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Linguist explains secret language of Gulliver's Travels

University of Houston's Rothman suggests Hebrew solution to 289-year-old puzzle

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University of Houston

Irving Rothman, University of Houston

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Credit: University of Houston

A linguist from the University of Houston is proposing a solution to a centuries-old puzzle: What sparked the "nonsense" language in "Gulliver's Travels"?

Irving N. Rothman, a professor of English literature and Jewish studies at UH, says the mystery words are, in fact, variations of Hebrew. His conclusions are published in the summer 2015 edition of Swift Studies, an annual review of scholarship on the work of novelist Jonathan Swift from the Ehrenpreis Center.

In the article, "The 'Hnea Yahoo' of Gulliver's Travels and Jonathan Swift's Hebrew Neologisms," Rothman points out a number of clues he used to reach this conclusion. Swift, he notes, was an Anglican minister who studied Hebrew at Trinity College.

"Gulliver's Travels," published in 1726, is Swift's best-known work, a satire on human nature, politics and the traveler's tales popular at the time. It remains a staple of high school and college literature classes.

Written in the voice of traveler Lemuel Gulliver, the novel reports the unlucky Gulliver's various adventures, including his capture on the shores of the island nation of Lilliput by a race of people just six inches tall.

Immediately upon his capture, Gulliver encounters a puzzling use of language.

"When Gulliver awakens to discover himself tethered to the ground, he finds himself face to face with a six-inch Lilliputian who utters the words 'Hekinah Degul,' " Rothman writes in Swift Studies. "The words are repeated when the Lilliputians observe Gulliver drinking two hogsheads of a liquor resembling Burgundy. When he swallows ... the people shout 'Borach Mivola.' "

In his 1980 annotated version of the book, Isaac Asimov writes that "making sense out of the words and phrases introduced by Swift ... is a waste of time. ... I suspect that Swift simply made up nonsense for the purpose."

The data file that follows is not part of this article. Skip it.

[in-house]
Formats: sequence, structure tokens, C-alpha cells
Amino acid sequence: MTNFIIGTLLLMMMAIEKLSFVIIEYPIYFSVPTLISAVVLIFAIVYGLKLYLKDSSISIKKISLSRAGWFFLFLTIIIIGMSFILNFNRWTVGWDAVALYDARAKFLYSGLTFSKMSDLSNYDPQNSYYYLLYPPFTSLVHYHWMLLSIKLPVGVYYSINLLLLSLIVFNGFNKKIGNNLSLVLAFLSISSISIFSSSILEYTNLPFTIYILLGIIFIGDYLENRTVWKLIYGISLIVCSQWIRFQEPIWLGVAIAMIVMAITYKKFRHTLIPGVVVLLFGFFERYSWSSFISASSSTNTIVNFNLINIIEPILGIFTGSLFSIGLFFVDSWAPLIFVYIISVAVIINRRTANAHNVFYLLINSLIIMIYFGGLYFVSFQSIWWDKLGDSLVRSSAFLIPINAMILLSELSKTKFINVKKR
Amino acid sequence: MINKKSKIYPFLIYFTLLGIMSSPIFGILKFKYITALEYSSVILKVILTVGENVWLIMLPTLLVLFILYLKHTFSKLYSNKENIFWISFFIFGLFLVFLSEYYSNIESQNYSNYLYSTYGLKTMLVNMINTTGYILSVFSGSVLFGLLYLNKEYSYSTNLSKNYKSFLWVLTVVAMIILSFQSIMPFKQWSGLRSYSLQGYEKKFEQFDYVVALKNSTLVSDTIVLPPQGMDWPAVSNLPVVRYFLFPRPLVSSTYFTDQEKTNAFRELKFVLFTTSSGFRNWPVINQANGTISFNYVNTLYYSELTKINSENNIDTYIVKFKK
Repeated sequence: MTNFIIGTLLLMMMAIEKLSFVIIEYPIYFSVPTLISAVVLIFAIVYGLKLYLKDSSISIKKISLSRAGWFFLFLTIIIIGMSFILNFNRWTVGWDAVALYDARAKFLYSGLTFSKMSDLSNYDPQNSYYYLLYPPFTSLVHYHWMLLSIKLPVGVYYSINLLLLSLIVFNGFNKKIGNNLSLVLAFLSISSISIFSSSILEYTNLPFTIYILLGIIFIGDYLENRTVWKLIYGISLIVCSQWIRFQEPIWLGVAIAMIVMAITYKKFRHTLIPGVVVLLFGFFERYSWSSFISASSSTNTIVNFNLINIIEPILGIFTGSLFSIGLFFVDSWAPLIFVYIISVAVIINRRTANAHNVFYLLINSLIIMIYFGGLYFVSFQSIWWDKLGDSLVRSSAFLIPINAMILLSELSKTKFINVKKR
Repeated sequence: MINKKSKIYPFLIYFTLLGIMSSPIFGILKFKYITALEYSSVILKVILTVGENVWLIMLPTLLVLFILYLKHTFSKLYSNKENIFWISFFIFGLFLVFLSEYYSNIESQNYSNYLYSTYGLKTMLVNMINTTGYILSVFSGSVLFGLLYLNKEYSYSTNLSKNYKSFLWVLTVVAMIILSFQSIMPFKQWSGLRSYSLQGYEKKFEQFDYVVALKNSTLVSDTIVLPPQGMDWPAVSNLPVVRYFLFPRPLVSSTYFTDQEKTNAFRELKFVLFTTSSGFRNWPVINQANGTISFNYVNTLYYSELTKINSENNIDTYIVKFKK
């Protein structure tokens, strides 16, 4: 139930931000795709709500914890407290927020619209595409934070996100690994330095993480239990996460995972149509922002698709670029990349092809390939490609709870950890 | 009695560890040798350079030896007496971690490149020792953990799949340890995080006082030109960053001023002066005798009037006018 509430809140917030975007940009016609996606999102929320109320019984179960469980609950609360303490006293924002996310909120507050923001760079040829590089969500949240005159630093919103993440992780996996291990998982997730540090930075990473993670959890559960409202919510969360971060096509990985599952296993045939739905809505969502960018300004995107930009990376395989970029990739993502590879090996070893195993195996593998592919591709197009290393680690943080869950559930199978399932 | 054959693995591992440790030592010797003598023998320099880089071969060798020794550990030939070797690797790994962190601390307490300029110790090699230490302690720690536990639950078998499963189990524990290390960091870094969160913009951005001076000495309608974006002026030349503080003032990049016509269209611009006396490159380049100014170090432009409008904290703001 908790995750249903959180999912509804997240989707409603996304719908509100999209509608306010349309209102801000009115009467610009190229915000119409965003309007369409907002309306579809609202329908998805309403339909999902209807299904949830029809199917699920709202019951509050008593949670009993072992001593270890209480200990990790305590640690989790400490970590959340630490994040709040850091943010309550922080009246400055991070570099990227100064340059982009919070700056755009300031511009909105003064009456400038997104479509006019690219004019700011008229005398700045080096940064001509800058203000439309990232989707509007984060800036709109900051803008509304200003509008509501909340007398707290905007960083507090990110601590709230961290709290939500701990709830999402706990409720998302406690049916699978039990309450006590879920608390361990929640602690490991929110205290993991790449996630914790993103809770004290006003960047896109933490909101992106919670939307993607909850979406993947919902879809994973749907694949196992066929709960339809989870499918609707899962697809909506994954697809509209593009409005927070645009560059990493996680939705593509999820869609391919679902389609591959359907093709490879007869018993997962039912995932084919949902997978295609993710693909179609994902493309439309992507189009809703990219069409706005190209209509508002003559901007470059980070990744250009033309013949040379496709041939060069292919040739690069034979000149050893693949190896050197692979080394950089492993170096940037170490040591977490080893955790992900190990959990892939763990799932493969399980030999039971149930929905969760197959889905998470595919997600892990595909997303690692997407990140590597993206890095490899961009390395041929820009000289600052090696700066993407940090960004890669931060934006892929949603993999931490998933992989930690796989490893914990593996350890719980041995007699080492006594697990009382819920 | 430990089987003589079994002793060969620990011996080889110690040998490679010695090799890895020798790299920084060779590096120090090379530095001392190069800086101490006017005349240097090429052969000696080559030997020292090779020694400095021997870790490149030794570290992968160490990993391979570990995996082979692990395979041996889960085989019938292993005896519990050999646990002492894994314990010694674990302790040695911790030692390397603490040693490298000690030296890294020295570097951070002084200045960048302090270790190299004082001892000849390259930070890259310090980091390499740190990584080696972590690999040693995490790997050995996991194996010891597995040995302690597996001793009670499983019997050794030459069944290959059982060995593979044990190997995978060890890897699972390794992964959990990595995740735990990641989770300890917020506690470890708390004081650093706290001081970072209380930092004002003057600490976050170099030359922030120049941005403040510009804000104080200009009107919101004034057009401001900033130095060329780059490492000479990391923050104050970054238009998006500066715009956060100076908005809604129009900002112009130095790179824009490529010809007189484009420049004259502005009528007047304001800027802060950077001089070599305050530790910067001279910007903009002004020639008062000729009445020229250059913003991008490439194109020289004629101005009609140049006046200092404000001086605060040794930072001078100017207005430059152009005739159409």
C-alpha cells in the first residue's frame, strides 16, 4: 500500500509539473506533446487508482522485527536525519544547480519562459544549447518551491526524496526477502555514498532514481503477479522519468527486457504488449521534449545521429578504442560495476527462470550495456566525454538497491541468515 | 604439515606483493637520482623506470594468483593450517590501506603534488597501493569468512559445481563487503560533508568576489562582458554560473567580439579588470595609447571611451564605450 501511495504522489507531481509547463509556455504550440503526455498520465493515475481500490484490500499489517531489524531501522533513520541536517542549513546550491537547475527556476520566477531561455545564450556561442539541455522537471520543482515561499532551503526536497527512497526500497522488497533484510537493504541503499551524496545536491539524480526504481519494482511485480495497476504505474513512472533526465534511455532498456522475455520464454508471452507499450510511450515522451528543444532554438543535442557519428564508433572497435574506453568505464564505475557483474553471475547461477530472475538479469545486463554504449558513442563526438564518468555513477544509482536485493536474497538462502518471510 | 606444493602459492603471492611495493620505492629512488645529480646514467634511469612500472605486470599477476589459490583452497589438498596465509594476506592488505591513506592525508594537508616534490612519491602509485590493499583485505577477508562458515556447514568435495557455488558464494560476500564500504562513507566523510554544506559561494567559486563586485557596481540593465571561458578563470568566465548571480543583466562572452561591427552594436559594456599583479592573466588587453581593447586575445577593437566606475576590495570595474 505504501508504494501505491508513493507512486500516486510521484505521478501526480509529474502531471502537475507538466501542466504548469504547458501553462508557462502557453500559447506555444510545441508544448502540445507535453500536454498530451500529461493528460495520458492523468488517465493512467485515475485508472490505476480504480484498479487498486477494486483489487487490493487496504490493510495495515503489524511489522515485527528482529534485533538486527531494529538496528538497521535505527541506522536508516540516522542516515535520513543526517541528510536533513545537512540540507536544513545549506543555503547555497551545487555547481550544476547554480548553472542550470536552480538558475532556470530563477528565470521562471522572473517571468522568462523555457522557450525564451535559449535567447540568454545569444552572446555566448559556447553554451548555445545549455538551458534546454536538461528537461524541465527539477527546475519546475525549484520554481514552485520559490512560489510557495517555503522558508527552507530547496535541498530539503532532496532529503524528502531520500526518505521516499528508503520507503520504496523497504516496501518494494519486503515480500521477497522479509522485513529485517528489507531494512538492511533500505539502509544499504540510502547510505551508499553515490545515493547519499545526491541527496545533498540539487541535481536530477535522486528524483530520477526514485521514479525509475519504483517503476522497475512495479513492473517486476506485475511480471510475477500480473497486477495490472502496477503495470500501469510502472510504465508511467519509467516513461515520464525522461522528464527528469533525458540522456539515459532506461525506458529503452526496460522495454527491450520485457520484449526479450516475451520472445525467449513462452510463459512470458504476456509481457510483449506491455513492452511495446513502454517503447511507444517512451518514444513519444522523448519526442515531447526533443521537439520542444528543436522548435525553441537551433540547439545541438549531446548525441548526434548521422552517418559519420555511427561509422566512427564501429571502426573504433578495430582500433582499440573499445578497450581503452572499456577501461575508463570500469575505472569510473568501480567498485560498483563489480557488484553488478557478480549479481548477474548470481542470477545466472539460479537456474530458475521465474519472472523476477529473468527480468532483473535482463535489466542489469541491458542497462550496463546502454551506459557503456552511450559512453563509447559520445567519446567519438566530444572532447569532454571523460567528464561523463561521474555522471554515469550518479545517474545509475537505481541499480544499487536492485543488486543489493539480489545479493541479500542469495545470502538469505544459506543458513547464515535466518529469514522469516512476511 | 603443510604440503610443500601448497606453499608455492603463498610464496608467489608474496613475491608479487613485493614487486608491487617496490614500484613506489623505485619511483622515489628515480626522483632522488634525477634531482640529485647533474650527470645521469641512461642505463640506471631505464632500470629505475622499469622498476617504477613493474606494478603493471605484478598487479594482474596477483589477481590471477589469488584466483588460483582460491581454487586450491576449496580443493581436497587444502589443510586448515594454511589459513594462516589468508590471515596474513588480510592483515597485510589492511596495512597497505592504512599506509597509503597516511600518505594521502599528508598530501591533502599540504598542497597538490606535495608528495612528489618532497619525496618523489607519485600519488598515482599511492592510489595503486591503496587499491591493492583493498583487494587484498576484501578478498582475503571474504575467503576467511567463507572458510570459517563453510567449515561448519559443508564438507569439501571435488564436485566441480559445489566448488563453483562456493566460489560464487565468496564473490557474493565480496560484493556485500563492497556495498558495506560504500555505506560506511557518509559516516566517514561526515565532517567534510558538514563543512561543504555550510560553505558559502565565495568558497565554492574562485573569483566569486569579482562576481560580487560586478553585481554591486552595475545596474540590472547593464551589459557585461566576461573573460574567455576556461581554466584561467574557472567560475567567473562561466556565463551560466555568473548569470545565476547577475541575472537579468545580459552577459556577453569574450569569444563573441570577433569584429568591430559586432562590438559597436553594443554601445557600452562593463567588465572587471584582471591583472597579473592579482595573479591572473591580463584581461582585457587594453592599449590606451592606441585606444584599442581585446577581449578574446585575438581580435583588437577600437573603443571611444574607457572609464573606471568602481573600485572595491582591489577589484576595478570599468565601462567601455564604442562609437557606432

Rothman disagrees and offers a lengthy list of examples as evidence of Swift's use of Hebrew.

The first is straightforward: Readers are told the alphabet in the land of the giants - the Brobdingnags - consists of 22 letters. Hebrew relies upon a 22-letter alphabet, compared to the 26 letters of the English alphabet.

Another example: Rothman said the phrase Borach Mivola, shouted as Gulliver drinks the liquor, can be interpreted with Borach as a variant of the Hebrew Boruch, or blessed. Mivola, if spelled in the Hebrew manner mivolim, means "complete defeat," he said.

"Swift's application of the word Mivolam to Gulliver's drinking of two hogsheads of liquor would have Swift show Gulliver drunk, boisterous among the Lilliputians, and oblivious of his misery," Rothman writes. "Thus Swift engaged in a witty synecdoche or a willful distortion in his satirical use of the Hebrew word."

Rothman, who predicts Swift's use of Hebrew terminology will become part of the future curriculum for "Gulliver's Travels," said his strongest evidence is his interpretation of the book's use of "yahoo."

"Yahoo" is used to describe the creatures Gulliver encounters in Book IV, a human-like species described as wild and irrational.

"Many scholars in the critical history of the Travels are agreed that 'the most powerful single symbol in all Swift is the Yahoos. (They) represent ... the bestial element in man - the unenlightened, unregenerate, irrational element in human nature,' " Rothman wrote.

He noted earlier interpretations suggesting the word comes from the four-letter holy Hebrew name of god, written YHWH and pronounced Yahweh. Similar interpretations point to another four-letter name, YHVH, or Yahveh. Thus, he said, the four-letter name for God, or tetragrammaton, is used by Swift to designate the "Yahoo."

He described his work as "breaking the code," relying on different sounds, or allophones, of the letter "v," which can be pronounced "v," "oh" or "ooh." For the word "Yahoo," Swift employed the "ooh" version.

That doesn't, however, explain Swift's use of the term to describe the unpleasant creatures.

But according to Rothman, the Yahoos are described as Hnea Yahoo, and he said the word Hnea, if read right-to-left as Hebrew is read, is the word ayn, or not. "Those beasts are the opposite of God and the antithesis of God," he said.

Gulliver, Rothman concludes, "is not in any sense a Yahoo entirely devoid of godlike virtues. Indeed, Gulliver is a human being achieving saving grace, a hope not accorded to the Yahoo."


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